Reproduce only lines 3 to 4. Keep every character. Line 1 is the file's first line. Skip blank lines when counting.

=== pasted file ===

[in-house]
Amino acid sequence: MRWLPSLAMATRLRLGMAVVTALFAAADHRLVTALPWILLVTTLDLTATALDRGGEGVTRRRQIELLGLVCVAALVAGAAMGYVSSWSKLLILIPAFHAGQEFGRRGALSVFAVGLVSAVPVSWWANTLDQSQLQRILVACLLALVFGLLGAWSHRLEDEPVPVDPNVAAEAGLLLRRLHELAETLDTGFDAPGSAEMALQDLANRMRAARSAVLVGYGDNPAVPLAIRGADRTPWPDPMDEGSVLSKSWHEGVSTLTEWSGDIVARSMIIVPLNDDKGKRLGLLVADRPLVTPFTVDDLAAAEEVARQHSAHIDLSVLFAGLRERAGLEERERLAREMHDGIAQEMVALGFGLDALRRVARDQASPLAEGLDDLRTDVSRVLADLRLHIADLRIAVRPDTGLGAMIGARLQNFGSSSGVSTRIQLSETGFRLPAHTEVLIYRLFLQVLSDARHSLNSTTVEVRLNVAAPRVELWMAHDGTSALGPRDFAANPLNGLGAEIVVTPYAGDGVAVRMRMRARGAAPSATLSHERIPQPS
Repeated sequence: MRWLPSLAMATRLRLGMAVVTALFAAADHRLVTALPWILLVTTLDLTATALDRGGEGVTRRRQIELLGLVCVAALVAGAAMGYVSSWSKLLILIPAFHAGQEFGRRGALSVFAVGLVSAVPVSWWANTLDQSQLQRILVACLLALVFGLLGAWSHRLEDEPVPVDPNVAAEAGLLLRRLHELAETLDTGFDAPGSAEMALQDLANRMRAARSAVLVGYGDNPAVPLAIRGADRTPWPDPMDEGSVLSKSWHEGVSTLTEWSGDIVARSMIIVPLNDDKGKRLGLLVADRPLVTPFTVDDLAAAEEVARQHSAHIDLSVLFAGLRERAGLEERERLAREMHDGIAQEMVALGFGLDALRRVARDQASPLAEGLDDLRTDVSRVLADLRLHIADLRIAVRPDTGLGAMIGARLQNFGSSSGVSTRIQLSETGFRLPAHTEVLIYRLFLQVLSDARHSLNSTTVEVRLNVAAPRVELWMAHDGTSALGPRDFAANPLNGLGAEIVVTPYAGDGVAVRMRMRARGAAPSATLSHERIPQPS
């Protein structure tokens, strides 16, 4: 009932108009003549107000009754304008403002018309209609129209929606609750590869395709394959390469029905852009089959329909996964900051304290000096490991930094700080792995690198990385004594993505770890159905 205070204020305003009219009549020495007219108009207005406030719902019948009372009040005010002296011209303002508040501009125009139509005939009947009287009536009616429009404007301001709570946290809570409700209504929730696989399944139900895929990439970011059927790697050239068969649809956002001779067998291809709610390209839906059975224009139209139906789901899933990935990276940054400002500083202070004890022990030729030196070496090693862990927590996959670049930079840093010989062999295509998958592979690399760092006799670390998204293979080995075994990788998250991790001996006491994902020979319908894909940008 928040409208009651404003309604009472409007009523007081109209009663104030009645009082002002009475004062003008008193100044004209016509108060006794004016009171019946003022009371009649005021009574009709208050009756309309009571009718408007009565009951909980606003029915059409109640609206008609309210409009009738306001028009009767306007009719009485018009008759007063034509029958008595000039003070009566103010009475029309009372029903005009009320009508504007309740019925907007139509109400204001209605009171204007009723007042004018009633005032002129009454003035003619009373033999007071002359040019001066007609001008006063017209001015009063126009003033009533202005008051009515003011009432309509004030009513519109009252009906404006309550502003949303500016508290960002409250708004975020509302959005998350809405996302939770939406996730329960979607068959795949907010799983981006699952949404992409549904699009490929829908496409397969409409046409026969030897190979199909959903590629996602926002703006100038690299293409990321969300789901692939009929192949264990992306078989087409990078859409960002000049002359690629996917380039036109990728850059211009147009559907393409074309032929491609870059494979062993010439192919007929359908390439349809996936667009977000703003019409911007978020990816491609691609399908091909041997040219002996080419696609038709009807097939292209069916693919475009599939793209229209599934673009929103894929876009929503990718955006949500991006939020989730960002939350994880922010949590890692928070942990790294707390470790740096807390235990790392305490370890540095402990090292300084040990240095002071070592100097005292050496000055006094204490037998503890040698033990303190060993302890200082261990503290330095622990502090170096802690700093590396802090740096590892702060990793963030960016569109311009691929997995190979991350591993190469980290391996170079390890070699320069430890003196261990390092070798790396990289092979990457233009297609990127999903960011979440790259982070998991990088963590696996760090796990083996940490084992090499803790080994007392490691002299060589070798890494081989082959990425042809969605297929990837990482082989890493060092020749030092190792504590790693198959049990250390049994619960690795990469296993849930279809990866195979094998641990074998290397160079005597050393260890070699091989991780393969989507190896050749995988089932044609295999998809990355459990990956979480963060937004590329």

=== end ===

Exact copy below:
Repeated sequence: MRWLPSLAMATRLRLGMAVVTALFAAADHRLVTALPWILLVTTLDLTATALDRGGEGVTRRRQIELLGLVCVAALVAGAAMGYVSSWSKLLILIPAFHAGQEFGRRGALSVFAVGLVSAVPVSWWANTLDQSQLQRILVACLLALVFGLLGAWSHRLEDEPVPVDPNVAAEAGLLLRRLHELAETLDTGFDAPGSAEMALQDLANRMRAARSAVLVGYGDNPAVPLAIRGADRTPWPDPMDEGSVLSKSWHEGVSTLTEWSGDIVARSMIIVPLNDDKGKRLGLLVADRPLVTPFTVDDLAAAEEVARQHSAHIDLSVLFAGLRERAGLEERERLAREMHDGIAQEMVALGFGLDALRRVARDQASPLAEGLDDLRTDVSRVLADLRLHIADLRIAVRPDTGLGAMIGARLQNFGSSSGVSTRIQLSETGFRLPAHTEVLIYRLFLQVLSDARHSLNSTTVEVRLNVAAPRVELWMAHDGTSALGPRDFAANPLNGLGAEIVVTPYAGDGVAVRMRMRARGAAPSATLSHERIPQPS
């Protein structure tokens, strides 16, 4: 009932108009003549107000009754304008403002018309209609129209929606609750590869395709394959390469029905852009089959329909996964900051304290000096490991930094700080792995690198990385004594993505770890159905 205070204020305003009219009549020495007219108009207005406030719902019948009372009040005010002296011209303002508040501009125009139509005939009947009287009536009616429009404007301001709570946290809570409700209504929730696989399944139900895929990439970011059927790697050239068969649809956002001779067998291809709610390209839906059975224009139209139906789901899933990935990276940054400002500083202070004890022990030729030196070496090693862990927590996959670049930079840093010989062999295509998958592979690399760092006799670390998204293979080995075994990788998250991790001996006491994902020979319908894909940008 928040409208009651404003309604009472409007009523007081109209009663104030009645009082002002009475004062003008008193100044004209016509108060006794004016009171019946003022009371009649005021009574009709208050009756309309009571009718408007009565009951909980606003029915059409109640609206008609309210409009009738306001028009009767306007009719009485018009008759007063034509029958008595000039003070009566103010009475029309009372029903005009009320009508504007309740019925907007139509109400204001209605009171204007009723007042004018009633005032002129009454003035003619009373033999007071002359040019001066007609001008006063017209001015009063126009003033009533202005008051009515003011009432309509004030009513519109009252009906404006309550502003949303500016508290960002409250708004975020509302959005998350809405996302939770939406996730329960979607068959795949907010799983981006699952949404992409549904699009490929829908496409397969409409046409026969030897190979199909959903590629996602926002703006100038690299293409990321969300789901692939009929192949264990992306078989087409990078859409960002000049002359690629996917380039036109990728850059211009147009559907393409074309032929491609870059494979062993010439192919007929359908390439349809996936667009977000703003019409911007978020990816491609691609399908091909041997040219002996080419696609038709009807097939292209069916693919475009599939793209229209599934673009929103894929876009929503990718955006949500991006939020989730960002939350994880922010949590890692928070942990790294707390470790740096807390235990790392305490370890540095402990090292300084040990240095002071070592100097005292050496000055006094204490037998503890040698033990303190060993302890200082261990503290330095622990502090170096802690700093590396802090740096590892702060990793963030960016569109311009691929997995190979991350591993190469980290391996170079390890070699320069430890003196261990390092070798790396990289092979990457233009297609990127999903960011979440790259982070998991990088963590696996760090796990083996940490084992090499803790080994007392490691002299060589070798890494081989082959990425042809969605297929990837990482082989890493060092020749030092190792504590790693198959049990250390049994619960690795990469296993849930279809990866195979094998641990074998290397160079005597050393260890070699091989991780393969989507190896050749995988089932044609295999998809990355459990990956979480963060937004590329």